The preparation of the catalyst of the invention is described below in Example 1. The use of the catalyst of the invention in the hydrogenation of vegetable and animal fats and oils is described in the subsequent Examples. Examples 2 to 5 (cf. Tables 1 to 4 and the FIG- URE) demonstrate the superiority of the catalyst of the invention over prior art catalysts. (In all comparative tests, the prior art catalyst used is a nickel-onkieselguhr catalyst prepared by electrolytic precipitation of nickel onto the substrate.

the following solutions are prepared: Solution 1 55.840 kg (192 moles) of Ni(NO; .6H- ,O and 24.008 kg (64 moles) of AI(NO;,);,.9H O are dissolved in H O to give a solution totaling 128 liters (2M solution). Solution 2 30.540 kg (288 moles) of Na CO (commercial soda) are dissolved in H O to give a solution totaling 144 liters (2M solution).

40 liters of water are placed in a precipitating vessel. Solutions 1 and 2 and the contents of the precipitating vessel are separately heated to approx. C. Enough solution 1 is then added to the precipitating vessel with stirring until a pH of 5 is reached. The remainder of solution l is then added at a rate of approx. 32 l/hr whilst solution 2 is added so as to maintain a pH of from 4.5 to 5.5. Not until all of the nitrate solution has been added (after about 4 hours) is the remainder of the soda solution added to give a pH of 6.5. The mixture of aqueous phase and precipitate is stirred for a further 15 minutes of 80C and the precipitate is then filtered off and washed until no more nitrate can be detected in the filtrate.

The washed precipitate is dried at l 10C and the precursor thus obtained is calcined (decomposed) for 20 hours at 350C and finally reduced in a stream of hydrogen for 20 hours at from 400 to 470C.

As is usual in oil hardening processes, the reduced catalyst is made up into master batches of catalyst embedded in hydrogenated fat, which master batches contain from 15 to 25% by weight of nickel per kg of hydrogenated fat.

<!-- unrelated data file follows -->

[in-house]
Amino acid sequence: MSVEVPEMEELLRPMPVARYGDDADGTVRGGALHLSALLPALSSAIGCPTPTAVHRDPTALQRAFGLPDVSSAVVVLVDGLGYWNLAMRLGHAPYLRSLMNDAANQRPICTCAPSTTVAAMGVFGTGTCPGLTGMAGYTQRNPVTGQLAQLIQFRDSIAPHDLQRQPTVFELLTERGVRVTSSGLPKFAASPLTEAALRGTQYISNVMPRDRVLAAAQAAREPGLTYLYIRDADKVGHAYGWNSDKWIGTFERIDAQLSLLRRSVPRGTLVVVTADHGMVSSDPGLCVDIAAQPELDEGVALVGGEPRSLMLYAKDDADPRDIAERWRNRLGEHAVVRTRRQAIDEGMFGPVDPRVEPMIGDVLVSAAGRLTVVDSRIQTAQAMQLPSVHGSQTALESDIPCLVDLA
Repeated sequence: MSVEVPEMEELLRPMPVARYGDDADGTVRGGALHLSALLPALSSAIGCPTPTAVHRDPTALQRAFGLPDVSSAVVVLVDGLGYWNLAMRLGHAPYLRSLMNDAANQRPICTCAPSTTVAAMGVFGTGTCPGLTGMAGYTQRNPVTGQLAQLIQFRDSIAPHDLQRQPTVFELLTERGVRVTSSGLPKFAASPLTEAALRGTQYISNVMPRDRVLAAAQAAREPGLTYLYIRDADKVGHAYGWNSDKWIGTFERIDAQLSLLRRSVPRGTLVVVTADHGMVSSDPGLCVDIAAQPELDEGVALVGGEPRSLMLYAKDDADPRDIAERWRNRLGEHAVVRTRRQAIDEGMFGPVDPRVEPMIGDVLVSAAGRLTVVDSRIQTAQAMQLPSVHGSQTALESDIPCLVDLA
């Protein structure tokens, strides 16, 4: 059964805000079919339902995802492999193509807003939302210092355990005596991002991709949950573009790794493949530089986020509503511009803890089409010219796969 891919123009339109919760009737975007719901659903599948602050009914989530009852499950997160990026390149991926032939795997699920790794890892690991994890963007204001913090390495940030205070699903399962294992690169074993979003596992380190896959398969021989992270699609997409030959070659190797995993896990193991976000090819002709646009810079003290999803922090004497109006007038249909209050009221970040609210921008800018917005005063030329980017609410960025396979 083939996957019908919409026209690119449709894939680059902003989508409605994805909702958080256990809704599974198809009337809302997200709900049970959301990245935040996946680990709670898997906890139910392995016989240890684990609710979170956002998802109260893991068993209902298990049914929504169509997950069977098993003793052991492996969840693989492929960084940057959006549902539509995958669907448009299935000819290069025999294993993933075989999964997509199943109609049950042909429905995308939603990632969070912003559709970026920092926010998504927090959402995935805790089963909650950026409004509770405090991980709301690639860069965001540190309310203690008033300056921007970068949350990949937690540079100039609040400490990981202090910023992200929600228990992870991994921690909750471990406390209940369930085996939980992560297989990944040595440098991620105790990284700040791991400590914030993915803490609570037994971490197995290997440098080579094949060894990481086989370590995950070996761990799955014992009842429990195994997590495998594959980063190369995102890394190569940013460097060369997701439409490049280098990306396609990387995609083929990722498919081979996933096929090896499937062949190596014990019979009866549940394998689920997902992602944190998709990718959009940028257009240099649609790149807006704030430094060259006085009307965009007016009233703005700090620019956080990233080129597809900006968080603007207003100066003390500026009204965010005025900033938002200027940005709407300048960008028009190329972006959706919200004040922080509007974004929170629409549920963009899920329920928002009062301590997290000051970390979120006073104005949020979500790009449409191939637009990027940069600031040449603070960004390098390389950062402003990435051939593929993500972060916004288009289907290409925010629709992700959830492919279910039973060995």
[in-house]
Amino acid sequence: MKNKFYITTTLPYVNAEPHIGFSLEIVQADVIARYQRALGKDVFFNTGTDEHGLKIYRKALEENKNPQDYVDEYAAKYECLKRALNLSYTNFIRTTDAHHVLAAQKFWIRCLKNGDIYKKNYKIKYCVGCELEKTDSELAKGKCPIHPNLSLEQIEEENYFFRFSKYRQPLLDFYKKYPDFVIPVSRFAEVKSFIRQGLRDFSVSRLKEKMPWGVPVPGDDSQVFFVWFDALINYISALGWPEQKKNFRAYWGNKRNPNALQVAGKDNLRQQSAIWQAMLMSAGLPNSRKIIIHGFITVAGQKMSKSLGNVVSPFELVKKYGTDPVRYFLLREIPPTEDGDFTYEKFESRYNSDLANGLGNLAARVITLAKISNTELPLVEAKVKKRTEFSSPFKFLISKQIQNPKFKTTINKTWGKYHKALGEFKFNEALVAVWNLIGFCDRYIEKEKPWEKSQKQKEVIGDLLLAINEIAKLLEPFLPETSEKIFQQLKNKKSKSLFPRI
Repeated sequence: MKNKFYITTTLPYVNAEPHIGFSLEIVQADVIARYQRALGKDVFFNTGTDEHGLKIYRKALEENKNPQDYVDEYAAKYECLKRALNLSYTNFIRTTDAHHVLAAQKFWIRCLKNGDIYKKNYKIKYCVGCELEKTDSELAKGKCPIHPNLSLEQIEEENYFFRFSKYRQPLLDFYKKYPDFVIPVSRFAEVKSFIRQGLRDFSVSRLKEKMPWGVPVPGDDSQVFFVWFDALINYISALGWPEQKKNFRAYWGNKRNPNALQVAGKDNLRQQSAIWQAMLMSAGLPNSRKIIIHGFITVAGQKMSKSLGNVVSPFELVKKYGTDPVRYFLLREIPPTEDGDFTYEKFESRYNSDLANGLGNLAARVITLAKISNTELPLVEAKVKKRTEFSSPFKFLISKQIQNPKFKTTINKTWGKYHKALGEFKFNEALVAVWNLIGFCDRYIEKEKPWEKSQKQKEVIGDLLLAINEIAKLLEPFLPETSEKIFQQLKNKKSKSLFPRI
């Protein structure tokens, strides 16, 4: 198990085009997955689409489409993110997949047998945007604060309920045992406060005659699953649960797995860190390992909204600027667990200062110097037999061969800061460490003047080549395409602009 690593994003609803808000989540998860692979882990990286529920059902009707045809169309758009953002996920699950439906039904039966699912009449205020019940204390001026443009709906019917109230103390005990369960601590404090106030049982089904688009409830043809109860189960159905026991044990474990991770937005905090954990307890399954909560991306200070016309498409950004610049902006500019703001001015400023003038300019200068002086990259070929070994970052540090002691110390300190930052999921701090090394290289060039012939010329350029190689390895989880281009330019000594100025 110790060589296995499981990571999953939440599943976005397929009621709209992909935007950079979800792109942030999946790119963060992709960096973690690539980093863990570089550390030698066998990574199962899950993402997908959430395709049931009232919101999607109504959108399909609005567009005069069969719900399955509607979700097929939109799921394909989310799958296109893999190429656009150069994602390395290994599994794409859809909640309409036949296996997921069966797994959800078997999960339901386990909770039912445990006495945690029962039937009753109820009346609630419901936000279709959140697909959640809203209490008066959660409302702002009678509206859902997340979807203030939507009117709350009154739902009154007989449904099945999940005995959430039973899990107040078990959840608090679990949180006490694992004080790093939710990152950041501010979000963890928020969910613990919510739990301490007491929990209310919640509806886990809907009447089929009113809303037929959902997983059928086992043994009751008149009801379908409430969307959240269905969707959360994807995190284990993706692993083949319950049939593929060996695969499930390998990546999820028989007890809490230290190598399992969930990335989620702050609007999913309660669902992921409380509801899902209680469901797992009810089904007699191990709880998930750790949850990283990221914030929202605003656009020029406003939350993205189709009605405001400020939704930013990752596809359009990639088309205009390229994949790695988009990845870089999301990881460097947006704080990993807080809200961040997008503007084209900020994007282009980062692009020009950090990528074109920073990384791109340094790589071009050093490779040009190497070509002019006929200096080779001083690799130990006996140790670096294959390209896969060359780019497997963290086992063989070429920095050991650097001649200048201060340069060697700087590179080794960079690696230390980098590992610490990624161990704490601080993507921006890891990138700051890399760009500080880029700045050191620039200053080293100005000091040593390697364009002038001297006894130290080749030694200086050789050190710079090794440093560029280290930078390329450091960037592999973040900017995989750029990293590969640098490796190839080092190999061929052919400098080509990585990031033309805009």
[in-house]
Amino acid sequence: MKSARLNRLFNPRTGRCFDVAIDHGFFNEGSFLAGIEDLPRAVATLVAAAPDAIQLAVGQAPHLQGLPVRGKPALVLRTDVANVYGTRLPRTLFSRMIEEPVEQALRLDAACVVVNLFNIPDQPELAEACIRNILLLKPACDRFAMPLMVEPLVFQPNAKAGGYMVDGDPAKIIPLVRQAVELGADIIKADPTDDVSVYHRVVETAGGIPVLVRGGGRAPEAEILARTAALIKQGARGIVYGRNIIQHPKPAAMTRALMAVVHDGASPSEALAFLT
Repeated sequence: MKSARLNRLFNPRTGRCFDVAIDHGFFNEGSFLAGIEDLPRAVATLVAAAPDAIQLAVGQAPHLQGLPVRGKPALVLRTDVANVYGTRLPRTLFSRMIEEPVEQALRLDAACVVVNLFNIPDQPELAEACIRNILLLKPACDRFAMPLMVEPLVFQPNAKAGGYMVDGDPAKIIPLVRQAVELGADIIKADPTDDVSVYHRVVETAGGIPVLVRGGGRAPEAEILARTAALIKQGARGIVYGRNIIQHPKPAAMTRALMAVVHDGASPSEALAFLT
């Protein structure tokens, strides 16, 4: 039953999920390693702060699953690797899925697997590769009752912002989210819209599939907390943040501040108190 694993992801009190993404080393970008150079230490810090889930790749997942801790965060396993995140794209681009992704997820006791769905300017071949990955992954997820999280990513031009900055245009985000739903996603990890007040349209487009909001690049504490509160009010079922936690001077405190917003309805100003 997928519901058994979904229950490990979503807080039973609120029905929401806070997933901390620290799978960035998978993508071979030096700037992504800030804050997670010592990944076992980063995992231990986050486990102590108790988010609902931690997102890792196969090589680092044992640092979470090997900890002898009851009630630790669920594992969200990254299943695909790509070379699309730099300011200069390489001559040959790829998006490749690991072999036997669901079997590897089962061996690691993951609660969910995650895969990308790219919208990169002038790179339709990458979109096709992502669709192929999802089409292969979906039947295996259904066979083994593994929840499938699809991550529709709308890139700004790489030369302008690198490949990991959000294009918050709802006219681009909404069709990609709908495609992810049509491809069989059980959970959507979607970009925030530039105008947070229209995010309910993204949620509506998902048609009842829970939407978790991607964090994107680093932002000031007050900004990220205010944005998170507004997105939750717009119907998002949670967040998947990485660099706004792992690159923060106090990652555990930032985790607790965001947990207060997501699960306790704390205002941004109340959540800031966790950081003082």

Alternatively, the calcined precursor may be stored as it is and reduced just before introduction into the substrate to be hardened. However, this procedure has not yet been adopted in practice.

EXAMPLE 2 A catalyst as prepared in Example 1 was compared with a prior art catalyst (nickel-on-kieselguhr catalyst) for the hydrogenation of olive oil 1 atmosphere absolute of hydrogen, stirring rate 1,000 rpm, catalyst concentration 0.9% w/w of nickel, based on 1 kg of oil) at various temperatures up to a temperature of 160C. The results listed in Table 1 below show that the catalyst of the invention is far superior to the prior art catalyst, particularly at low temperatures (cf. hydrogen absorption data).

The graph shown in the accompanying FIGURE depicts the hydrogen absorbed, as ordinates in units of 1 liter (STP) plotted against time (in minutes) for a prior art nickel-on-kieselguhr catalyst (curve 2) and a catalyst of the invention (curve 1) in the hydrogenation of olive oil at C.

EXAMPLE 1 For the preparation of the precursor of the following formula:

Table 2 shows the results obtained using the catalyst of Example 1 in comparison with those obtained with the prior art nickel-on-kieselguhr catalyst in the hydrogenation of arachis oil. The reaction was carried out using in each case 100 g of oil at a stirring rate of 1,000 r.p.m. and 0.09 g of nickel.